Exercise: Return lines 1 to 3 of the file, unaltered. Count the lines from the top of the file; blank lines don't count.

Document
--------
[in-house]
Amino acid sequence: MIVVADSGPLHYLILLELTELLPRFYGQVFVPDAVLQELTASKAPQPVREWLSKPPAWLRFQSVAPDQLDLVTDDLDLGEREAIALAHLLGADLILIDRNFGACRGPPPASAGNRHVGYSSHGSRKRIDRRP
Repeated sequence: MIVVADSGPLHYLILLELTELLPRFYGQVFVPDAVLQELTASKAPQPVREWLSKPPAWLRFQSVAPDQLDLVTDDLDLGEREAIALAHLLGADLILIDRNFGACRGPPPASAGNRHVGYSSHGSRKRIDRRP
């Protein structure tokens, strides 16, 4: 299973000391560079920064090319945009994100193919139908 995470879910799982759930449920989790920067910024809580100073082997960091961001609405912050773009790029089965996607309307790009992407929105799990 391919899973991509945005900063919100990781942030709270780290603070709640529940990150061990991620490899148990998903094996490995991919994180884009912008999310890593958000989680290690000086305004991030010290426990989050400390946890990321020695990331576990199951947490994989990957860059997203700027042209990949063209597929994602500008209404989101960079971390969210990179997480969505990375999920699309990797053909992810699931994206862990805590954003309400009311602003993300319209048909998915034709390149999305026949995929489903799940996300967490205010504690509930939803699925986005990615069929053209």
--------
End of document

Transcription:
[in-house]
Amino acid sequence: MIVVADSGPLHYLILLELTELLPRFYGQVFVPDAVLQELTASKAPQPVREWLSKPPAWLRFQSVAPDQLDLVTDDLDLGEREAIALAHLLGADLILIDRNFGACRGPPPASAGNRHVGYSSHGSRKRIDRRP
Repeated sequence: MIVVADSGPLHYLILLELTELLPRFYGQVFVPDAVLQELTASKAPQPVREWLSKPPAWLRFQSVAPDQLDLVTDDLDLGEREAIALAHLLGADLILIDRNFGACRGPPPASAGNRHVGYSSHGSRKRIDRRP